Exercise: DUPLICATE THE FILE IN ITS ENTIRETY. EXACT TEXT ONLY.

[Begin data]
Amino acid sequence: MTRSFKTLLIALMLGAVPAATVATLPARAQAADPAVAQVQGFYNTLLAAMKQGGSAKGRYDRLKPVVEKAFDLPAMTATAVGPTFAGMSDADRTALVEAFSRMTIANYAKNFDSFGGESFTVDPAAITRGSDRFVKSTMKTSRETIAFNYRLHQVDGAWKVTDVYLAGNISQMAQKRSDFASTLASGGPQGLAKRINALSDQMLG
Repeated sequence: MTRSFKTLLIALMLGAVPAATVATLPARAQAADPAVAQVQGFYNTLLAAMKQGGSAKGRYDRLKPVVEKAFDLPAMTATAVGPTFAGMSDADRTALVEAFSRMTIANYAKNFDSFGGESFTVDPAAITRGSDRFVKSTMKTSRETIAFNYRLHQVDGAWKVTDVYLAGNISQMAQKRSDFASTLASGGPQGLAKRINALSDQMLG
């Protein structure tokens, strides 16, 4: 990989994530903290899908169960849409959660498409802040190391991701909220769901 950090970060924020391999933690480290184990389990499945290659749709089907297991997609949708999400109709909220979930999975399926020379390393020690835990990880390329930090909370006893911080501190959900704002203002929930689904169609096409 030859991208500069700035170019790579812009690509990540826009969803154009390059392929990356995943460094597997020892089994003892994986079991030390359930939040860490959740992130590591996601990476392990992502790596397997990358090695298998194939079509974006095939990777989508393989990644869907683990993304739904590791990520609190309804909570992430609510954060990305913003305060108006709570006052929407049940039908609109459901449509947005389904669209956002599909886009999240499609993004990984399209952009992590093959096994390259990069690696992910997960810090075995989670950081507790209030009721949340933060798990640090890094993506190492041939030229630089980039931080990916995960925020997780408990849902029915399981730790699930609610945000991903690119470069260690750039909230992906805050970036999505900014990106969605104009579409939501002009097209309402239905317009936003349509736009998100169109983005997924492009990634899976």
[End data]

Amino acid sequence: MTRSFKTLLIALMLGAVPAATVATLPARAQAADPAVAQVQGFYNTLLAAMKQGGSAKGRYDRLKPVVEKAFDLPAMTATAVGPTFAGMSDADRTALVEAFSRMTIANYAKNFDSFGGESFTVDPAAITRGSDRFVKSTMKTSRETIAFNYRLHQVDGAWKVTDVYLAGNISQMAQKRSDFASTLASGGPQGLAKRINALSDQMLG
Repeated sequence: MTRSFKTLLIALMLGAVPAATVATLPARAQAADPAVAQVQGFYNTLLAAMKQGGSAKGRYDRLKPVVEKAFDLPAMTATAVGPTFAGMSDADRTALVEAFSRMTIANYAKNFDSFGGESFTVDPAAITRGSDRFVKSTMKTSRETIAFNYRLHQVDGAWKVTDVYLAGNISQMAQKRSDFASTLASGGPQGLAKRINALSDQMLG
């Protein structure tokens, strides 16, 4: 990989994530903290899908169960849409959660498409802040190391991701909220769901 950090970060924020391999933690480290184990389990499945290659749709089907297991997609949708999400109709909220979930999975399926020379390393020690835990990880390329930090909370006893911080501190959900704002203002929930689904169609096409 030859991208500069700035170019790579812009690509990540826009969803154009390059392929990356995943460094597997020892089994003892994986079991030390359930939040860490959740992130590591996601990476392990992502790596397997990358090695298998194939079509974006095939990777989508393989990644869907683990993304739904590791990520609190309804909570992430609510954060990305913003305060108006709570006052929407049940039908609109459901449509947005389904669209956002599909886009999240499609993004990984399209952009992590093959096994390259990069690696992910997960810090075995989670950081507790209030009721949340933060798990640090890094993506190492041939030229630089980039931080990916995960925020997780408990849902029915399981730790699930609610945000991903690119470069260690750039909230992906805050970036999505900014990106969605104009579409939501002009097209309402239905317009936003349509736009998100169109983005997924492009990634899976």